Okay, I'm about to get vulnerable, guys. I think this is an important topic to talk about and I really hope my story can be illuminating and helpful, but it's a little nerve-wracking to share, so if you leave comments, please use extra grace. Thank you! :)
I was diagnosed with Aspergers seven years ago, but I only really began talking about it online in the last couple of years. That says a lot right there about perception and comfort. I mean, when the most common public image of an Aspie is Sheldon Cooper...
...but that's exactly why I feel I need to write about it. The truth about Aspergers is that it is complex and it varies from person to person and from gender to gender. Girls manifest Aspergers quite differently than boys do, to the extent that we don't actually know whether there is a gender gap in numbers. Girls do a better job of mimicking their companions behavior, and girls also tend to be more nurturing of the oddball in their group, which makes it really easy for female aspies to slip under the radar.
Our perception of what Aspergers is pretty much "socially awkward rigid nerd who doesn't like physical touch and can't make eye contact." These are all certainly common aspects of Aspergers, but to have all of them is the exception, not the rule, and there are other symptoms that are less known, like stress management and stimulation factors.
My Aspergers manifests in the lesser known ways, and further more, not only am I female, but also deaf. This means that I am an extremely good listener, and I naturally picked up a lot more about facial cues than most Aspies do. Furthermore, being homeschooled, the people I emulated were my parents, who are both very charismatic and socially educated people. This meant that I didn't get diagnosed until I was 19 years old. (My husband was shocked when he found out, he thought I'd been diagnosed when I was six or something. But no one knew about Aspergers when I was six).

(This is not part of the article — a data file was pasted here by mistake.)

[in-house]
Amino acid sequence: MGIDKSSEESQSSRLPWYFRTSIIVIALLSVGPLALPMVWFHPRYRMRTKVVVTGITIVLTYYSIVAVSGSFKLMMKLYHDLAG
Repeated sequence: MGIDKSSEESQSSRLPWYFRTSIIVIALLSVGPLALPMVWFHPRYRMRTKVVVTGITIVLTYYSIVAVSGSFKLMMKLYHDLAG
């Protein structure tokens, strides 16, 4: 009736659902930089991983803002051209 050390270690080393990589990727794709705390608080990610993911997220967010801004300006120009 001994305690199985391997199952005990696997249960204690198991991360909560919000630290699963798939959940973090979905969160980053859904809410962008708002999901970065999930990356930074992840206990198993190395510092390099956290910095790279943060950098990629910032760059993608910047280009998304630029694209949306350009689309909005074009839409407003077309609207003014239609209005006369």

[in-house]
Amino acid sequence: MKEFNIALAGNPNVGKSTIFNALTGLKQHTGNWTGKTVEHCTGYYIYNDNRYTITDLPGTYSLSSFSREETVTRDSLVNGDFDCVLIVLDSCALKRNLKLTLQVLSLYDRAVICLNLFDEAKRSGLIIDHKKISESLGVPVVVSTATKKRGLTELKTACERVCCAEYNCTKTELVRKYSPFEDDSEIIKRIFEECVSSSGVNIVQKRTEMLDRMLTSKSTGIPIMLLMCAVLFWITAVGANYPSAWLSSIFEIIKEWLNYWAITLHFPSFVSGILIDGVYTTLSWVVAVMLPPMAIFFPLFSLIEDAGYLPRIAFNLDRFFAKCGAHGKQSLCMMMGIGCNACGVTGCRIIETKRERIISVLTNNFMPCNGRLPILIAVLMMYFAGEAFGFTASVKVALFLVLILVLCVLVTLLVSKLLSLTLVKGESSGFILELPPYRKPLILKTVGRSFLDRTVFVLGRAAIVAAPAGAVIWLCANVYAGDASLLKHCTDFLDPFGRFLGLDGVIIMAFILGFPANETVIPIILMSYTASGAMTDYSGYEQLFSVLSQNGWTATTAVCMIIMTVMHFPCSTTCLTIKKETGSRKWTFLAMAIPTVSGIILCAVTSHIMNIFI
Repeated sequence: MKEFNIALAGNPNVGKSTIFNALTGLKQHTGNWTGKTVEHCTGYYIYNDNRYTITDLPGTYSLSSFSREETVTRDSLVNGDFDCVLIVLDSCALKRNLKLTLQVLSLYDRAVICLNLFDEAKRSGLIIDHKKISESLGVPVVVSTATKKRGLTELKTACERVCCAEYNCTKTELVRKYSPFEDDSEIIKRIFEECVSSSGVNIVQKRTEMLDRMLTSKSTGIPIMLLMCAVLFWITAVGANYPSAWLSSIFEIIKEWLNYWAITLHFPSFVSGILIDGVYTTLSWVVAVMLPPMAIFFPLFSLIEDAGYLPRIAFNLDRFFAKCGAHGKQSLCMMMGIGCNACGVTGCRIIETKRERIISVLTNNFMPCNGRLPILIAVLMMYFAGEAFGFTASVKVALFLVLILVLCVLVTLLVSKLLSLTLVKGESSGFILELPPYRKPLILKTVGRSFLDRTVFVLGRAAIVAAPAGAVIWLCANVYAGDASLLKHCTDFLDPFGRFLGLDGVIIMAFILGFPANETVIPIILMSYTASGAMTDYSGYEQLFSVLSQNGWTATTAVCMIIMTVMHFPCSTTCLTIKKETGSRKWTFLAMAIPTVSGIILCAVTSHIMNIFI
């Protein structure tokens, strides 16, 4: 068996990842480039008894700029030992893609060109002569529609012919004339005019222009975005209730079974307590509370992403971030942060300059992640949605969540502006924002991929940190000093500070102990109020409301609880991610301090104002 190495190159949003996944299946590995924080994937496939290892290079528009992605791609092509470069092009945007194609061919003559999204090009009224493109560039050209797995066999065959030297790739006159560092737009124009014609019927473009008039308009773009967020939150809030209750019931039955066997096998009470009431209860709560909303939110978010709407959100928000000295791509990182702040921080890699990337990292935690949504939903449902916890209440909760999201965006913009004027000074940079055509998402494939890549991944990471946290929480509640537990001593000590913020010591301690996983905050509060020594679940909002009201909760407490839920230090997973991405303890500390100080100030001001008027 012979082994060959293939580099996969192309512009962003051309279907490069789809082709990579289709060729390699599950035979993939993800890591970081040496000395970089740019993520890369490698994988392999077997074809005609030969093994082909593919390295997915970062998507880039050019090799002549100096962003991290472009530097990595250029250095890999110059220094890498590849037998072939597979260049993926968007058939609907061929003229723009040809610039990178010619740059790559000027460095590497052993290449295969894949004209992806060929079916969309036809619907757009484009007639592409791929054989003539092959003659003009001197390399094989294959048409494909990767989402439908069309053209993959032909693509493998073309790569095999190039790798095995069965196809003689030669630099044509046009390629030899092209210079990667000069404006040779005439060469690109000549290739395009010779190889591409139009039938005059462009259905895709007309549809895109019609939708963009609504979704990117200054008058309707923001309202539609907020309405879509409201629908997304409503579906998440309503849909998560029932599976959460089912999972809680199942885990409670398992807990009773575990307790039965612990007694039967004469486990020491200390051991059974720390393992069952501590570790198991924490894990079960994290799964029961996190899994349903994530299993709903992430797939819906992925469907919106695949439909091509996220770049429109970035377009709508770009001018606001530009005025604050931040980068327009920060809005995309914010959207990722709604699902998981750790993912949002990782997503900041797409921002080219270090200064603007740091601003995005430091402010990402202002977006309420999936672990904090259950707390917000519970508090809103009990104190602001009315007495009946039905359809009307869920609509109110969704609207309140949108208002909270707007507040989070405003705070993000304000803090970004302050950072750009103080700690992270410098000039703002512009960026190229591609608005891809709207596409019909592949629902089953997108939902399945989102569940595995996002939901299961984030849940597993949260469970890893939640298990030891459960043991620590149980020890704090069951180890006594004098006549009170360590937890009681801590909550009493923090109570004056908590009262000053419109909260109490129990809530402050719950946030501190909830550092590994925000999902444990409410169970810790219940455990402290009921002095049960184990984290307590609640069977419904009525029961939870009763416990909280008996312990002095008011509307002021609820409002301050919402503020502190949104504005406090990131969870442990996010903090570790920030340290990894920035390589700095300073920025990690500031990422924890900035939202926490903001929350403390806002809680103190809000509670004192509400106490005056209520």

In fact the only reason I got diagnosed was because I had to live with five other women in college that I didn't know very well and who wanted the cleaning schedule to rotate every week. I had to share a bedroom, and I was pursing an English major. (I've learned since then that Aspies a) need their own personal space where they can go away when life gets too stressful and recharge, b) need to live with people who can give them a stable, consistent environment as well as a loving support system, and c) do better in concrete majors rather than abstract ones and English is tremendously abstract!). We actually thought the problem was stemming from my deafness, but when we went to the deaf counselor, she said "actually, everything you are telling me is indicating Aspergers." We went, "huh?" Because, like many of you, we had the public perception of Aspergers and didn't see the dots connecting.
The fact remains that many people who know me well, including my grandparents and former employer, have trouble believing that I have Aspergers because it simply does not manifest in typical, publicly observable ways (or at least, not since I've gotten old enough to manage that). On the one hand, this is nice because the last thing I want is people bringing preconceptions to the table about me. I'm not Sheldon Cooper (although I think he's adorable). My struggles are different, and tied closely to my hearing loss and health. On the other hand, it's hard because I can't just say "I have Aspergers" and expect people to grasp what sort of extra struggles I have. Saying "I'm deaf" is easy, saying "I have Aspergers" is a whole 'nother can of worms. I prefer not to open that one until people have had a chance to get to know me without the label.